Parkinson's disease (PD) is the second most common neurodegenerative disease worldwide, caused by the degeneration of the dopaminergic neurons in the substantia nigra. Mutations in PARK7 (DJ-1) result in early onset autosomal recessive PD, and oxidative modification of DJ-1 has been reported to regulate the protective activity of DJ-1 in vitro. Glutathionylation is a prevalent redox modification of proteins resulting from the disulfide adduction of the glutathione moiety to a reactive cysteine-SH, and glutathionylation of specific proteins has been implicated in regulation of cell viability. Glutaredoxin 1 (Grx1) is the principal deglutathionylating enzyme within cells, and it has been reported to mediate protection of dopaminergic neurons in Caenorhabditis elegans; however many of the functional downstream targets of Grx1 in vivo remain unknown. Previously, DJ-1 protein content was shown to decrease concomitantly with diminution of Grx1 protein content in cell culture of model neurons (SH-SY5Y and Neuro-2A lines). In the current study we aimed to investigate the regulation of DJ-1 by Grx1 in vivo and characterize its glutathionylation in vitro. Here, with Grx-/- mice we provide show that Grx1 regulates protein levels of DJ-1 in vivo. Furthermore, with model neuronal cells (SH-SY5Y) we observed decreased DJ-1 protein content in response to treatment with known glutathionylating agents, and with isolated DJ-1 we identified two distinct sites of glutathionylation. Finally, we found that overexpression of DJ-1 in the dopaminergic neurons partly compensates for the loss of the Grx1 homologue in a C. elegans in vivo model of PD. Therefore, our results reveal a novel redox modification of DJ-1 and suggest a novel regulatory mechanism for DJ-1 content in vivo. © 2016 American Chemical Society.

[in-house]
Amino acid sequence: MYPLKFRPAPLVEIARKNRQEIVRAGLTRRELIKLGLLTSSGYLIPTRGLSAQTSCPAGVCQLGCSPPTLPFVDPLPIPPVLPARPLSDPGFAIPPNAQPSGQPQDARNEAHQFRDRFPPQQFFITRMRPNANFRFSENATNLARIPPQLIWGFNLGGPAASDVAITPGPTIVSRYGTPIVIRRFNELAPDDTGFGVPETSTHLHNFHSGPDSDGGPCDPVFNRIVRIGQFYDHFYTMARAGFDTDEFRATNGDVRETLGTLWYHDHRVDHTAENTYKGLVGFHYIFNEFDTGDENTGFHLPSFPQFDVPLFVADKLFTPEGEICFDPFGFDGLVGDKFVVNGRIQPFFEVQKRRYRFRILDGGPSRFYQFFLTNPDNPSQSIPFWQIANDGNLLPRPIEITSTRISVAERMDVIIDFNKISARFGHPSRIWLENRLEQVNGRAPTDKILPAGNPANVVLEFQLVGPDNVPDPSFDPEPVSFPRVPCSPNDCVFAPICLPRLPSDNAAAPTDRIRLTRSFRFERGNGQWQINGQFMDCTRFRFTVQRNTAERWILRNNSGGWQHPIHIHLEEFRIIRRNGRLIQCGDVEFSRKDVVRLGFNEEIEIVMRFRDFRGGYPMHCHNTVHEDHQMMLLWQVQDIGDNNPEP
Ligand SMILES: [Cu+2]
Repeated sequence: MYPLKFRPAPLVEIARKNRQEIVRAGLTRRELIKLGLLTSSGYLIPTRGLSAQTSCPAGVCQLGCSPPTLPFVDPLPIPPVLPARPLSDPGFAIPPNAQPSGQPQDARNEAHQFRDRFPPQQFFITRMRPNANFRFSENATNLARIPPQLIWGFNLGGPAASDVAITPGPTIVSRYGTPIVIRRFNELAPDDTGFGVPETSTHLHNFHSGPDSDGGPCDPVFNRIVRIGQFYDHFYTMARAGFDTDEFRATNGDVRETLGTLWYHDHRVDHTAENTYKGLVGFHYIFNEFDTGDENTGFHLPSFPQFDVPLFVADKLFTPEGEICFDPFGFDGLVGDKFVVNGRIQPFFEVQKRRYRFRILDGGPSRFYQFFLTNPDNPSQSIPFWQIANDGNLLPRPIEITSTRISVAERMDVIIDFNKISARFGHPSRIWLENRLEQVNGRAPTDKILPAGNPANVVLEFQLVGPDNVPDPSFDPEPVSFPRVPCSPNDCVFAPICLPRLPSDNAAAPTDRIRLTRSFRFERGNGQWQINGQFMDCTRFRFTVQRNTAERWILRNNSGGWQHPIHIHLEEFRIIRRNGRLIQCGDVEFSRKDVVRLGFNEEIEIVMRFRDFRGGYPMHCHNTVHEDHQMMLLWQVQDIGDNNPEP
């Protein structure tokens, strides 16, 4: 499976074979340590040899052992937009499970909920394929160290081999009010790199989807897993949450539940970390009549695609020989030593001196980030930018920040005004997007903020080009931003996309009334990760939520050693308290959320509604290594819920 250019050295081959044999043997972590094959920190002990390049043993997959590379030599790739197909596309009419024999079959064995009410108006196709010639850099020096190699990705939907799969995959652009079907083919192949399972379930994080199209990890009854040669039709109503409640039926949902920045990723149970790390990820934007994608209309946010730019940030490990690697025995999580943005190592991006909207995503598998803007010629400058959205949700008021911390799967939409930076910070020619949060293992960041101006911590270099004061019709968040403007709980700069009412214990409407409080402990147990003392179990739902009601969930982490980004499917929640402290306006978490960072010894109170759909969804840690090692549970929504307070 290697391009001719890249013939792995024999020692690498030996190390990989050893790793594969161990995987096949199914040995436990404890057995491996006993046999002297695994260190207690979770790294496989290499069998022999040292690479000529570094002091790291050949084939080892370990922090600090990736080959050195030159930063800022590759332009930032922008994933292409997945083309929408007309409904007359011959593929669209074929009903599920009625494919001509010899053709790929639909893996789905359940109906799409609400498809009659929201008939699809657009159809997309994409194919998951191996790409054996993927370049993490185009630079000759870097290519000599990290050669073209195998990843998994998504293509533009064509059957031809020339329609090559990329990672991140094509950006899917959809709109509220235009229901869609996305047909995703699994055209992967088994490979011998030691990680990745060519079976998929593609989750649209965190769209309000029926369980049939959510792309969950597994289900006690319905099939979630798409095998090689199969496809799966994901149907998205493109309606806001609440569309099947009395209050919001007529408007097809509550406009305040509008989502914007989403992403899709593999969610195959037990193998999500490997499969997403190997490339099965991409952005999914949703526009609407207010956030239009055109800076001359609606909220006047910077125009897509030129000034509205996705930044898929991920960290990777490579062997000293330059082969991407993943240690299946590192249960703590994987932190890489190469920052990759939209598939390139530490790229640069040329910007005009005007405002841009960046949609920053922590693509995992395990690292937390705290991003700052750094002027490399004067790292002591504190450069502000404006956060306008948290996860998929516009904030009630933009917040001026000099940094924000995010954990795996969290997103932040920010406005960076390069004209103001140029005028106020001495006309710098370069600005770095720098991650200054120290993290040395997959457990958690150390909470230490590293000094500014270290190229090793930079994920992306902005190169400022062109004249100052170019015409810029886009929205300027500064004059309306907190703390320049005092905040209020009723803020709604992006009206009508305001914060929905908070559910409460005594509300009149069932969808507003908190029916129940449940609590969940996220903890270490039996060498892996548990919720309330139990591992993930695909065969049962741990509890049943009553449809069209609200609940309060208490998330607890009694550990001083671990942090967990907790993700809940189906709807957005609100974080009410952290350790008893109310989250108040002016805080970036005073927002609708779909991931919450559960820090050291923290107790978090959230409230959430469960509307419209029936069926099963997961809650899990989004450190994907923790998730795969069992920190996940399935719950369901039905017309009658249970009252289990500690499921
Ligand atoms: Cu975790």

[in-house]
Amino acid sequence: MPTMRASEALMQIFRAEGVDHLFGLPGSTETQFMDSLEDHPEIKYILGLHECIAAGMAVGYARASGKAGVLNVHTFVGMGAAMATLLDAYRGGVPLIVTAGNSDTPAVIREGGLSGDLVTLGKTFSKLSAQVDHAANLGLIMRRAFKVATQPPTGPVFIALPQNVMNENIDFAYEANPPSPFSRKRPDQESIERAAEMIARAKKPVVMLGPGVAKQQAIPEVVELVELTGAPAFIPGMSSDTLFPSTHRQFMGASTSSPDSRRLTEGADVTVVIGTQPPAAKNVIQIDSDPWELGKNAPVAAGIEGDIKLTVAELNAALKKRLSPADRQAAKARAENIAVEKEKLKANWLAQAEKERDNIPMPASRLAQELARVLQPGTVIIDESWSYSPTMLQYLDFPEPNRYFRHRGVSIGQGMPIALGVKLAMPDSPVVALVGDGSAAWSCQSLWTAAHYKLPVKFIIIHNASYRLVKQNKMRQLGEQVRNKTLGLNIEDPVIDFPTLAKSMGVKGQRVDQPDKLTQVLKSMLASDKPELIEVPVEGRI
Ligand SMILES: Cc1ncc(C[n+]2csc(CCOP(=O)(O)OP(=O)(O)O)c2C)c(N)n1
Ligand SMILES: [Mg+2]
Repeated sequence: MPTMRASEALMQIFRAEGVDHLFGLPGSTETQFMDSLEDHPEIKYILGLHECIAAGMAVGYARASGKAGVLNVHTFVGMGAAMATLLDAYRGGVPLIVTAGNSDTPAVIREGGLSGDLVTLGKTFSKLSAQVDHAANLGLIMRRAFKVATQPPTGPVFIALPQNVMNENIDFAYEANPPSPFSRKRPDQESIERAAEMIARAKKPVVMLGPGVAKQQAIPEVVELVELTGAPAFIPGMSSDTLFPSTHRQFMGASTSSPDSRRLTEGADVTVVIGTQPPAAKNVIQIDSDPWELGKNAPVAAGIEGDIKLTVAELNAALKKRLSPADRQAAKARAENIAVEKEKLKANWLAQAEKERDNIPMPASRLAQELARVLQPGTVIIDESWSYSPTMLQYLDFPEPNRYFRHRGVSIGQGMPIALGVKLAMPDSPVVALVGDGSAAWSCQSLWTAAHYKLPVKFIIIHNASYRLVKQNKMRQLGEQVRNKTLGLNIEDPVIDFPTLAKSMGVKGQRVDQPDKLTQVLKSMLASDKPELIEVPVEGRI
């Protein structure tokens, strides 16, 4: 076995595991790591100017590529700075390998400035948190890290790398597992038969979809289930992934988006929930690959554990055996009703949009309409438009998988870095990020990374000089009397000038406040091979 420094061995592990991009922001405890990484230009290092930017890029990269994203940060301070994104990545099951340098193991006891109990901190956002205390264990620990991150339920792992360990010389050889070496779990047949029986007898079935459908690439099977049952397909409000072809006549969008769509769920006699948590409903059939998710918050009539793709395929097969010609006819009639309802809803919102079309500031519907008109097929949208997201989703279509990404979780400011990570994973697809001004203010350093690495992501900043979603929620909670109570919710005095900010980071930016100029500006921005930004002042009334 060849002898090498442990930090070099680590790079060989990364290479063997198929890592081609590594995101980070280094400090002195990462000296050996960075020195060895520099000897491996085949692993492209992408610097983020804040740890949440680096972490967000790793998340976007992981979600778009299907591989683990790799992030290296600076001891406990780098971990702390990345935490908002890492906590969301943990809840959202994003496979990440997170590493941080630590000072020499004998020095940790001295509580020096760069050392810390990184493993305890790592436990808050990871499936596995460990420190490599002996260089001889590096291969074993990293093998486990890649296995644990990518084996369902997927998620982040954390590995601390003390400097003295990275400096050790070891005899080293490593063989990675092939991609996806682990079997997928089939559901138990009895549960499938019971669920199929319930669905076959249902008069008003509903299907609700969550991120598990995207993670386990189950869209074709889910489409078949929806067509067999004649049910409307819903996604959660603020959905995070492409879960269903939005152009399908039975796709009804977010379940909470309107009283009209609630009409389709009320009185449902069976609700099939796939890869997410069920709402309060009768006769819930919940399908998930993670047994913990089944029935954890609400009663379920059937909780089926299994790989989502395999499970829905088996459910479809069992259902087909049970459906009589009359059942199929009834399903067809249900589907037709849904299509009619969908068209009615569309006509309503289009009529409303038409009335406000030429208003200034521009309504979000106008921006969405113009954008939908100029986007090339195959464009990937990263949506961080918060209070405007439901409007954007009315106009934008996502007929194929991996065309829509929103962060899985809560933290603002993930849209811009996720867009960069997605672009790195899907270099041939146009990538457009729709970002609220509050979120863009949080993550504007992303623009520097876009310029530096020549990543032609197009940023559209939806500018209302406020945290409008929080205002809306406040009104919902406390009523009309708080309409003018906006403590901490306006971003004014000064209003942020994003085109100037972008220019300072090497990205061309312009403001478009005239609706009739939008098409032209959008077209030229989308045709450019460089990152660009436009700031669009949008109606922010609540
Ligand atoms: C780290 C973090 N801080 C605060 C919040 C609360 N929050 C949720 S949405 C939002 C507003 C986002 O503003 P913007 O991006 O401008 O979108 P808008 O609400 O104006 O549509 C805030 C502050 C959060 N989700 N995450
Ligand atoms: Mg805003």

Sabens E.A.,Case Western Reserve University | Distler A.M.,Case Western Reserve University | Distler A.M.,Cuyahoga Community College | Mieyal J.J.,Case Western Reserve University | Mieyal J.J.,Louis okes Veterans Affairs Medical Research Center
Biochemistry | Year: 2010